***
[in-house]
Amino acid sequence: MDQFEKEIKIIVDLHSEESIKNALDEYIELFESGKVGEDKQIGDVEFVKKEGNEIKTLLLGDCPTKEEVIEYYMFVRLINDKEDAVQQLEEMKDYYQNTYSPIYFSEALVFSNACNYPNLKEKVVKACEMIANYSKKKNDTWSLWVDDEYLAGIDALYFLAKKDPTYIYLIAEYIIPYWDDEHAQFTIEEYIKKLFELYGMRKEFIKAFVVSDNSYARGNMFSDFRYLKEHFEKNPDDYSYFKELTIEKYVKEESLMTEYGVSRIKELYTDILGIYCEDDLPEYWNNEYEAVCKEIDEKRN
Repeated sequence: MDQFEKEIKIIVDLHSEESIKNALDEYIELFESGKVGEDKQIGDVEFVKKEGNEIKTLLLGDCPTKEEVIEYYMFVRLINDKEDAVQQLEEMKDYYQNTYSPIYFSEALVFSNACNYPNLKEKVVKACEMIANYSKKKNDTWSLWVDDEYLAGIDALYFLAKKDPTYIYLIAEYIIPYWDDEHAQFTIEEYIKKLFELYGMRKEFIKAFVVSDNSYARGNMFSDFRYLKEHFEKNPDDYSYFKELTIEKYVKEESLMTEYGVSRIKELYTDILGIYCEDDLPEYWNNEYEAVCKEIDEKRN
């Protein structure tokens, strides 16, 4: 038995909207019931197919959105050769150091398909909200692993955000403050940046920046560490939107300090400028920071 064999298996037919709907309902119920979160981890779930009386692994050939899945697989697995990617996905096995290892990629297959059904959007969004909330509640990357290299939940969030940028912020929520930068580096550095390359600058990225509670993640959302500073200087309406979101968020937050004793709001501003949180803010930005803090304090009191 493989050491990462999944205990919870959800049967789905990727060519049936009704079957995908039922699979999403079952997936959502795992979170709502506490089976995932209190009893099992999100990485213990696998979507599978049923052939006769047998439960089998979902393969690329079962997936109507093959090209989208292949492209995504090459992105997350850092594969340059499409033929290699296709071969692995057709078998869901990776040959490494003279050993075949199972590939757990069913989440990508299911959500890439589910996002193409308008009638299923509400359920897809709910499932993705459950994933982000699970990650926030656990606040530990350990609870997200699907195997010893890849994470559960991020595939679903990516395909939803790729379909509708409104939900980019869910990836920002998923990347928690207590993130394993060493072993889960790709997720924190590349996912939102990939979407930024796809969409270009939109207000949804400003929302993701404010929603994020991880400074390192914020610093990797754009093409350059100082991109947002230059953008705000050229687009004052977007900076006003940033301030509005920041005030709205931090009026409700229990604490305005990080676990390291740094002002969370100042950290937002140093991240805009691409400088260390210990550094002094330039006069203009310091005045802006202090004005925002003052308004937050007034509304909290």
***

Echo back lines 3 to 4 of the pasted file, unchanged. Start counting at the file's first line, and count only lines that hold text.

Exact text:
Repeated sequence: MDQFEKEIKIIVDLHSEESIKNALDEYIELFESGKVGEDKQIGDVEFVKKEGNEIKTLLLGDCPTKEEVIEYYMFVRLINDKEDAVQQLEEMKDYYQNTYSPIYFSEALVFSNACNYPNLKEKVVKACEMIANYSKKKNDTWSLWVDDEYLAGIDALYFLAKKDPTYIYLIAEYIIPYWDDEHAQFTIEEYIKKLFELYGMRKEFIKAFVVSDNSYARGNMFSDFRYLKEHFEKNPDDYSYFKELTIEKYVKEESLMTEYGVSRIKELYTDILGIYCEDDLPEYWNNEYEAVCKEIDEKRN
């Protein structure tokens, strides 16, 4: 038995909207019931197919959105050769150091398909909200692993955000403050940046920046560490939107300090400028920071 064999298996037919709907309902119920979160981890779930009386692994050939899945697989697995990617996905096995290892990629297959059904959007969004909330509640990357290299939940969030940028912020929520930068580096550095390359600058990225509670993640959302500073200087309406979101968020937050004793709001501003949180803010930005803090304090009191 493989050491990462999944205990919870959800049967789905990727060519049936009704079957995908039922699979999403079952997936959502795992979170709502506490089976995932209190009893099992999100990485213990696998979507599978049923052939006769047998439960089998979902393969690329079962997936109507093959090209989208292949492209995504090459992105997350850092594969340059499409033929290699296709071969692995057709078998869901990776040959490494003279050993075949199972590939757990069913989440990508299911959500890439589910996002193409308008009638299923509400359920897809709910499932993705459950994933982000699970990650926030656990606040530990350990609870997200699907195997010893890849994470559960991020595939679903990516395909939803790729379909509708409104939900980019869910990836920002998923990347928690207590993130394993060493072993889960790709997720924190590349996912939102990939979407930024796809969409270009939109207000949804400003929302993701404010929603994020991880400074390192914020610093990797754009093409350059100082991109947002230059953008705000050229687009004052977007900076006003940033301030509005920041005030709205931090009026409700229990604490305005990080676990390291740094002002969370100042950290937002140093991240805009691409400088260390210990550094002094330039006069203009310091005045802006202090004005925002003052308004937050007034509304909290």